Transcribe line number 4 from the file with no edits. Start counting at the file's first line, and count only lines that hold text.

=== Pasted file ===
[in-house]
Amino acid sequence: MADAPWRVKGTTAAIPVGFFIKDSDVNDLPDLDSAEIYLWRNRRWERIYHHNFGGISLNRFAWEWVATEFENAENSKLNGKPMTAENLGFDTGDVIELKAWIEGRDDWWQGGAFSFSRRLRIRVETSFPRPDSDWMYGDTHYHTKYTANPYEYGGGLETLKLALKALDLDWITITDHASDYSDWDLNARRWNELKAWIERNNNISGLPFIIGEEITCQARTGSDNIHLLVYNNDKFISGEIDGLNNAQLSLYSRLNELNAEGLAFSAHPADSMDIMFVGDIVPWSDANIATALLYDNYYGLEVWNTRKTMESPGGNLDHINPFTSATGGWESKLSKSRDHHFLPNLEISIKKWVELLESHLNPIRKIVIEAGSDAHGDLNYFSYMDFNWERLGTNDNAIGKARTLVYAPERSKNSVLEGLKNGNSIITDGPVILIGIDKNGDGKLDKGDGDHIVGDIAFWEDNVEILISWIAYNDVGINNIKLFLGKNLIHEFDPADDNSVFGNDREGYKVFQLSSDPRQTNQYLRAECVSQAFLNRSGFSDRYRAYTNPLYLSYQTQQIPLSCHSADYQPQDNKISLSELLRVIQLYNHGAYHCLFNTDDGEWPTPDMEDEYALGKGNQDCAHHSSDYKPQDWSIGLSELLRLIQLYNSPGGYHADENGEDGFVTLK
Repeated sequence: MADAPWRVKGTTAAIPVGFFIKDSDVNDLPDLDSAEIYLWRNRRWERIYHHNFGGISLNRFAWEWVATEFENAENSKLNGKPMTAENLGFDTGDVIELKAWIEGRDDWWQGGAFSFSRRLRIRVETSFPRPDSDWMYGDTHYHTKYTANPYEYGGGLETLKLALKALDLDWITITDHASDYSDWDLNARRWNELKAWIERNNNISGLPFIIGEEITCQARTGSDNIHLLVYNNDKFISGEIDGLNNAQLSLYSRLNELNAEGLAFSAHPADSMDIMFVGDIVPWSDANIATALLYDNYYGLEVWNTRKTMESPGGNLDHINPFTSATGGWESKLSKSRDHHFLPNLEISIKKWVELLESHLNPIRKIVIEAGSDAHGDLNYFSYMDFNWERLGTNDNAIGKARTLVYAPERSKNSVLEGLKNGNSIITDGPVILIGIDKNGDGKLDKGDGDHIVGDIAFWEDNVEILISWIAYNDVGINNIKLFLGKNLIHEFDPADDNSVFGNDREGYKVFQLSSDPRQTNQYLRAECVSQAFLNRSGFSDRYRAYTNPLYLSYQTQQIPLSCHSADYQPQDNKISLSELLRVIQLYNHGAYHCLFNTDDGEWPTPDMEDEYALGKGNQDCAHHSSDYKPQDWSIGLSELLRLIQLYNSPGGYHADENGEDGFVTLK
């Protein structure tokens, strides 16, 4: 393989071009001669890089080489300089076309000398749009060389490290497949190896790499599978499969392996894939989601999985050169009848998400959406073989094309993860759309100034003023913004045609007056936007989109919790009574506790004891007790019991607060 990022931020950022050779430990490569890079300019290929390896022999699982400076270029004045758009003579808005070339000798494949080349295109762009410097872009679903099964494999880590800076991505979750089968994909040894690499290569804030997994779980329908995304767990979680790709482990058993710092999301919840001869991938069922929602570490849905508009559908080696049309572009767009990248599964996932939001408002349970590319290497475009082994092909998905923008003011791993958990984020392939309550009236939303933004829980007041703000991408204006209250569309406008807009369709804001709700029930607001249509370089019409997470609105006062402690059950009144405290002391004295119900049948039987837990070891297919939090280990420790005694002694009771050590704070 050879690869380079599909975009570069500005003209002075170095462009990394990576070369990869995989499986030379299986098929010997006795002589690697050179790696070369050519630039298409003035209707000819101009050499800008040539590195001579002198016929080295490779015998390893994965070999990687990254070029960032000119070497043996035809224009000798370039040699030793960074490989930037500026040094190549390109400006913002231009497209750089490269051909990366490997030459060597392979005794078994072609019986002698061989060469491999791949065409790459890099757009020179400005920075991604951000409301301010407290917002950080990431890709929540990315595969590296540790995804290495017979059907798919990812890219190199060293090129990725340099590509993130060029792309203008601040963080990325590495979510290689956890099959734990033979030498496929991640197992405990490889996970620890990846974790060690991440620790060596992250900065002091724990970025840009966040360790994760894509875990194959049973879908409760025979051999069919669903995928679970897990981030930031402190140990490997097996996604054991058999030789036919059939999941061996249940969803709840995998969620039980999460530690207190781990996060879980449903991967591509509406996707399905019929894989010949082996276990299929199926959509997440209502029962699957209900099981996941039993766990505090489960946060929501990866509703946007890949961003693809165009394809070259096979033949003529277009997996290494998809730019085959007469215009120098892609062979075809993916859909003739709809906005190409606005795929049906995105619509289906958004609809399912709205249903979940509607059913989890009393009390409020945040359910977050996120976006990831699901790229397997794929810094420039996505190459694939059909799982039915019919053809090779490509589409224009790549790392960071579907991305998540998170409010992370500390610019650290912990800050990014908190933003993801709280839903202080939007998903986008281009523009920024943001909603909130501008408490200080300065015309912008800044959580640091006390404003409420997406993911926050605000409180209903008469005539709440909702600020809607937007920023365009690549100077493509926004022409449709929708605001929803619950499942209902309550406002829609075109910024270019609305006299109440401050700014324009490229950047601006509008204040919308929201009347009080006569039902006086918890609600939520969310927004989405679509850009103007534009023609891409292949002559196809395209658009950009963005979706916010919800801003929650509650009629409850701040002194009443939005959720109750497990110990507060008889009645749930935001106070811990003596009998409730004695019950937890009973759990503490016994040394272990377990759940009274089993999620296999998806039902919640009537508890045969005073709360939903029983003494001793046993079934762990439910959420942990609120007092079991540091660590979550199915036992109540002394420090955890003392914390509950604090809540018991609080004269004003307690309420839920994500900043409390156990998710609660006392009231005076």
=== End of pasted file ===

């Protein structure tokens, strides 16, 4: 393989071009001669890089080489300089076309000398749009060389490290497949190896790499599978499969392996894939989601999985050169009848998400959406073989094309993860759309100034003023913004045609007056936007989109919790009574506790004891007790019991607060 990022931020950022050779430990490569890079300019290929390896022999699982400076270029004045758009003579808005070339000798494949080349295109762009410097872009679903099964494999880590800076991505979750089968994909040894690499290569804030997994779980329908995304767990979680790709482990058993710092999301919840001869991938069922929602570490849905508009559908080696049309572009767009990248599964996932939001408002349970590319290497475009082994092909998905923008003011791993958990984020392939309550009236939303933004829980007041703000991408204006209250569309406008807009369709804001709700029930607001249509370089019409997470609105006062402690059950009144405290002391004295119900049948039987837990070891297919939090280990420790005694002694009771050590704070 050879690869380079599909975009570069500005003209002075170095462009990394990576070369990869995989499986030379299986098929010997006795002589690697050179790696070369050519630039298409003035209707000819101009050499800008040539590195001579002198016929080295490779015998390893994965070999990687990254070029960032000119070497043996035809224009000798370039040699030793960074490989930037500026040094190549390109400006913002231009497209750089490269051909990366490997030459060597392979005794078994072609019986002698061989060469491999791949065409790459890099757009020179400005920075991604951000409301301010407290917002950080990431890709929540990315595969590296540790995804290495017979059907798919990812890219190199060293090129990725340099590509993130060029792309203008601040963080990325590495979510290689956890099959734990033979030498496929991640197992405990490889996970620890990846974790060690991440620790060596992250900065002091724990970025840009966040360790994760894509875990194959049973879908409760025979051999069919669903995928679970897990981030930031402190140990490997097996996604054991058999030789036919059939999941061996249940969803709840995998969620039980999460530690207190781990996060879980449903991967591509509406996707399905019929894989010949082996276990299929199926959509997440209502029962699957209900099981996941039993766990505090489960946060929501990866509703946007890949961003693809165009394809070259096979033949003529277009997996290494998809730019085959007469215009120098892609062979075809993916859909003739709809906005190409606005795929049906995105619509289906958004609809399912709205249903979940509607059913989890009393009390409020945040359910977050996120976006990831699901790229397997794929810094420039996505190459694939059909799982039915019919053809090779490509589409224009790549790392960071579907991305998540998170409010992370500390610019650290912990800050990014908190933003993801709280839903202080939007998903986008281009523009920024943001909603909130501008408490200080300065015309912008800044959580640091006390404003409420997406993911926050605000409180209903008469005539709440909702600020809607937007920023365009690549100077493509926004022409449709929708605001929803619950499942209902309550406002829609075109910024270019609305006299109440401050700014324009490229950047601006509008204040919308929201009347009080006569039902006086918890609600939520969310927004989405679509850009103007534009023609891409292949002559196809395209658009950009963005979706916010919800801003929650509650009629409850701040002194009443939005959720109750497990110990507060008889009645749930935001106070811990003596009998409730004695019950937890009973759990503490016994040394272990377990759940009274089993999620296999998806039902919640009537508890045969005073709360939903029983003494001793046993079934762990439910959420942990609120007092079991540091660590979550199915036992109540002394420090955890003392914390509950604090809540018991609080004269004003307690309420839920994500900043409390156990998710609660006392009231005076």